Ward Ricker is an atheist who (as so often) was formerly a self-described “fundamentalist”. He likes to poke holes in the Bible and “prove” that it is a terrible and “evil” book, not inspired, hopelessly contradictory, etc. He put together a 222-page book called Unholy Bible (2019): available for free as a pdf file. It contains 421 couplets of passages that he considers literally contradictory, and 256 more couplets of not technically contradictory but “problem” passages (according to him). Ward wrote in his book: “I . . . am including here only what I consider to be the more firm examples of contradictions. . . . I do not want to include examples that are ‘weak’ and will be easily refuted. I have made my best judgment.” Ward also wrote to me:
[M]any Bible critics (“atheists” or otherwise) will use some pretty ridiculous arguments . . . I have screened out those bogus claims that some critics make and have published my own book . . . of contradictions that I and others have found in the Bible that are clearly contradictions. (letter to National Catholic Register about one of my articles there; reproduced in my first reply)
He issued a challenge for anyone to take on his alleged contradictions. After my first reply, he wrote a 5 1/2 page article suggesting in-depth dialogue. I responded, explaining in depth why I thought dialogue between us would be unfruitful, for many reasons. He then accused me (among other things in his two replies) of “hypocrisy” that “knows no bounds.” This is, of course, against my discussion rules, which forbids such rank insults, so he was promptly banned from my blog, and I replied: “I was exactly right in my judgment that no dialogue was possible. It never takes long for the fangs to come out if they are there.”
But I had already stated: “I may still take on several of your proposed contradictions, just so I can have opportunity to show how very wrong atheist contentions are (which is one thing Christian apologists do).” This series represents that effort. Mr. Ricker can respond on his page as he sees fit. He can still see my posts. His words will be in blue. To search any of this series on my blog, paste “Ward’s Whoppers #” in the search bar on the top right of my blog page. He uses the King James Version for his Bible verses. I will use RSV in my replies.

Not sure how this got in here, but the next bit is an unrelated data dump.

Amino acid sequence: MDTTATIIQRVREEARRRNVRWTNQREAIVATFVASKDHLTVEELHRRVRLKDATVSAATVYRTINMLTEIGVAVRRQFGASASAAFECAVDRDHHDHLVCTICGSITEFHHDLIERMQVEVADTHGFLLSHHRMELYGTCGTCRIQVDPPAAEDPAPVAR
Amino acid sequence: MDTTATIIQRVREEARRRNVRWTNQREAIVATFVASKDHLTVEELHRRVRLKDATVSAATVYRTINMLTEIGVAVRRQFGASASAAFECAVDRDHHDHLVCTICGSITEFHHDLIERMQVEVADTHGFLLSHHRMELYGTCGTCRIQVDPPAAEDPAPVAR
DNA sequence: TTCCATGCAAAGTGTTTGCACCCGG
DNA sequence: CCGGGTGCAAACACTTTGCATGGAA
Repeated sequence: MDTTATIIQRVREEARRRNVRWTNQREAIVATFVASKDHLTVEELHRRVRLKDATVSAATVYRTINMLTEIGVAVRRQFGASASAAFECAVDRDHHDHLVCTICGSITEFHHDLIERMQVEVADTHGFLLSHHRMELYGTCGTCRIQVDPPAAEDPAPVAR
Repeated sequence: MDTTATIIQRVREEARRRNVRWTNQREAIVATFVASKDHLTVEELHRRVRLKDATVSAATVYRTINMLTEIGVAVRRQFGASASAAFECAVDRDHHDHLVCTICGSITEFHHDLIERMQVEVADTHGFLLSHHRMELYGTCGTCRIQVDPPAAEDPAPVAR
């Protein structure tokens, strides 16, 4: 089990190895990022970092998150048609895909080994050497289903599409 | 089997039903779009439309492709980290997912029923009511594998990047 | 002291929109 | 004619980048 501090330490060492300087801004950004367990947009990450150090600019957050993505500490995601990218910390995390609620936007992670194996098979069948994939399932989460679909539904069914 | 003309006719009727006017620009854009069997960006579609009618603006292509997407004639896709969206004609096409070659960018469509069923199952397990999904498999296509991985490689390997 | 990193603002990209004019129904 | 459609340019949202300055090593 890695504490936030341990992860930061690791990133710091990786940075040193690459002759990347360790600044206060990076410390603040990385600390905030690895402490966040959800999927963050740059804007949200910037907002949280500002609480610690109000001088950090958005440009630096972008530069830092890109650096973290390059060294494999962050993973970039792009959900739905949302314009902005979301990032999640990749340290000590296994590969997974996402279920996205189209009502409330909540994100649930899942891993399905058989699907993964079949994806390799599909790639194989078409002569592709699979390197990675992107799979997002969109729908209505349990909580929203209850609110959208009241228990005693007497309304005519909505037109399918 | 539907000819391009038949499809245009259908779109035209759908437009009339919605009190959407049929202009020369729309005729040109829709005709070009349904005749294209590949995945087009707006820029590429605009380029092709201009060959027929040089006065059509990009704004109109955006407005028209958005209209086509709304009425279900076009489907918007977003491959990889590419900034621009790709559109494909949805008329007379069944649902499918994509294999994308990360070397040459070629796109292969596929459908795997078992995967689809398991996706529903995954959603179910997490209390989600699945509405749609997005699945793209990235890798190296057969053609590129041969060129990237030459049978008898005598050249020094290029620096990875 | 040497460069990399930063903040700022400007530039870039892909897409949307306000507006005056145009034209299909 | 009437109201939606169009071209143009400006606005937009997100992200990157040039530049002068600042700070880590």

1 Samuel 17: 50 So David prevailed over the Philistine with a sling and with a stone, and smote the Philistine, and slew him; but there was no sword in the hand of David.
1 Samuel 17: 51 Therefore David ran, and stood upon the Philistine, and took his sword, and drew it out of the sheath thereof, and slew him, and cut off his head therewith. And when the Philistines saw their champion was dead, they fled.
Q: With which weapon did David kill Goliath?
This alleged difficulty is satisfactorily resolved, I think, by one of the apologists at the Domain for Truth website: “Bible Contradiction? How did David kill Goliath?” (9-20-16):
[W]orking with the Hebrew language is important because we must ask in what sense are the Hebrew verbs “kill” being used in both verse 50 and verse 51. . . .
In verse 50 the verb וַיְמִיתֵ֑הוּ for “kill” is in the Hiphil form. For those who know Hebrew it is common knowledge that Hiphil forms often convey the causative idea. Thus what the verb in verse 50 is telling us is that David caused Goliath’s death. The means that David used which began Goliath’s death is of course the slingshot.
In verse 51 the verb וַיְמֹ֣תְתֵ֔הוּ for “kill” is in the Polel form. It appears less frequently than the other verbal forms of מוּת. According to Old Testament scholar Robert Chisholm this verbal form has “a specialized shade of meaning, referring to finishing off someone who is already mortally wounded” (Chisholm, Interpreting the Historical Books, 172).
In light of the above understanding of the Hebrew verbal forms, we don’t have a contradiction. Again the Hiphil form of the verb “kill” in verse 50 tells us that David began the cause of Goliath’s death by means of the slingshot. Then in verse 51 the Polel form of the verb “kill” tells us how David finished off an already mortally wounded Goliath, namely with the sword. [my links to article about the two verb forms added]
The article also provides parallel verses. 2 Samuel 1:9-10 is about the death of Saul, who was mortally wounded in battle and then asked a soldier to kill him, to put him out of his misery. The two instances of “kill” in the passage also use the Polel form in the same sense as in the David and Goliath situation. Further verses that utilize the Polel form with regard to killing are 1 Samuel 14:13 and Judges 9:54. In the latter instance, a man’s skull was crushed with a big millstone (9:53), but someone thrust a sword into him to kill him.
Moreover, the scholarly work, 4QSamuela and the Text of Samuel (Jason Driesbach, 2016) verifies the above argument and the use of Polel form in 1 Samuel 17:51 and cites (in agreement with the above) further examples (on p. 84) of its use in 1 Samuel 4:13 and 2 Samuel 1:9-10, 16. Compare another biblical commentary (footnote 9a) on this very question.
Photo credit: David Slaying Goliath (1616), by Peter Paul Rubens (1577-1640) [public domain / Wikimedia Commons]